In Coaching, Olympic Lifts, Videos

October 25, 2009

Video Article

You have one hour to teach the clean and jerk to six athletes of varying ability: how do you do it?

Tony Budding of CrossFit HQ threw the challenge at Olympic lifting expert Mike Burgener, who wasn’t phased at all.

“I’m sure we can get it done,” Coach B says. “It’s not going to be that hard.”

Coach Burgener starts with the basics. To establish a good rack position, he ensures proper grip width and has the athletes perform “Frankenstein squats,” where the bar rests on the shoulders and the arms are outstretched while the lifter squats. He follows it up with traditional front squats with the bar racked on the shoulders, the elbows high and the feet in the receiving position.

In Part 2, Coach Burgener teaches the athletes how to put speed on the bar and clean it to the rack position.

8min 24sec

Additional reading: From the Snatch to the Clean by Mike Burgener with Tony Budding, published Apr. 1, 2007.

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9 Comments on “The Burgener Files—Clean and Jerk Part 1”


wrote …

I think this is the preview video from the main site - not 8 min long.


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wrote …

Would love to see coach B work with some newbies with this same idea. It is rare for me to get a new client who hasn't been introduced to the Oly lifts to have as good a bottom position of the clean that all these people do. Would really like to see what he does with a green client for the clean and jerk.


wrote …

Me too Chris. What exercises/stretches are necessary to get your elbows up that high if you are not blessed like these athletes?


Kristopher Germain wrote …

yeah, i spend months getting a few clients flexible enough to even set themselves into rack position, let alone accept the load in rack at the bottom of a clean. what does coach B do when only one of the six people can get into rack position because of glaring in-flexibilities?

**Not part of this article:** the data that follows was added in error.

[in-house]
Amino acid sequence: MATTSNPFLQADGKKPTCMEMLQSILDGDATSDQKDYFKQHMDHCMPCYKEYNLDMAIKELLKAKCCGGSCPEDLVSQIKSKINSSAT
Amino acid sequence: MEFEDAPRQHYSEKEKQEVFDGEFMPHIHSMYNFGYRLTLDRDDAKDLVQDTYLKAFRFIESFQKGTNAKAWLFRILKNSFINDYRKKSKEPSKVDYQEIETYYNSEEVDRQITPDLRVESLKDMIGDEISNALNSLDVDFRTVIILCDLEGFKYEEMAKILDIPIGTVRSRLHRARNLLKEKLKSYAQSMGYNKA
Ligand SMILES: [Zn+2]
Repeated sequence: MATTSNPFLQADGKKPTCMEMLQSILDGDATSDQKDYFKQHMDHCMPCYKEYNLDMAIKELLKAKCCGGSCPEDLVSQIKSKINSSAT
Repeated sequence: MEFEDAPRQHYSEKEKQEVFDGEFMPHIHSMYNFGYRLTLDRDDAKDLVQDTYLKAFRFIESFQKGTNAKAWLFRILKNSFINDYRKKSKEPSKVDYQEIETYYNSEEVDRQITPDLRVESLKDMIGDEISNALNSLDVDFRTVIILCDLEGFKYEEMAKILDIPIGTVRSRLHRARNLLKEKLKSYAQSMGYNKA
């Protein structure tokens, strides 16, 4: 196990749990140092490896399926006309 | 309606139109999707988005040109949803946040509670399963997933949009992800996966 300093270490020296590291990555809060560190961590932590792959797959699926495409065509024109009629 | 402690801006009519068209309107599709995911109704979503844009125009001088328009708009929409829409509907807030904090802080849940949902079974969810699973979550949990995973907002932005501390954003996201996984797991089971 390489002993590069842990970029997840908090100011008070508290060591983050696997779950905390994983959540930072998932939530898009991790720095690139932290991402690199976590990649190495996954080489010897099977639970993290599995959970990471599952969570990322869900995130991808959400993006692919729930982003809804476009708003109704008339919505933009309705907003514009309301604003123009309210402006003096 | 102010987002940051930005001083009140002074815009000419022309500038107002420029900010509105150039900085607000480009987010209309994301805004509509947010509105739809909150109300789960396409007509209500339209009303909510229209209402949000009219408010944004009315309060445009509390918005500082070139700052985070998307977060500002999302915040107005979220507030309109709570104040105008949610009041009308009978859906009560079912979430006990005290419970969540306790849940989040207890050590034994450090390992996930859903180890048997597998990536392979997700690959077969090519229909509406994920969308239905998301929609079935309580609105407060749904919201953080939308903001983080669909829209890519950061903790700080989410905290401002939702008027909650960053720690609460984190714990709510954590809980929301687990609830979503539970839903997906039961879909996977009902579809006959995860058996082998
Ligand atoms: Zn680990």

wrote …

"different experience levels" What levels would those be, very experienced and very very experienced. I know coach Burgener is a world class coach and I want to see him have to actually coach instead of simply providing guidance to already experienced lifters. I want to see a light bulb turn on above a newbie's head opposed to a video like this where a lady with a great front squat performs an even greater front squat with Coach watching.


wrote …

dan....great comment. believe me as a former school teacher i promise you that i had to teach kids how to rack the bar. amazingly however the light bulb went off when we have them squat without their hands....because that is the rack position without the hands on the bar. once i get that feel of bar high on shoulders they get the feel of the rack as well as the position from where the bar is jerked from. that is the beginning....that is where we have to start getting them to feel the weight. after that i work on making sure the hands are on the bar correctly so that i can maintain that position of bar on shoulders.....that is the challenge. we do a ton of stretches for the wrist, but we also do a ton of stretches for external rotation of the shoulders.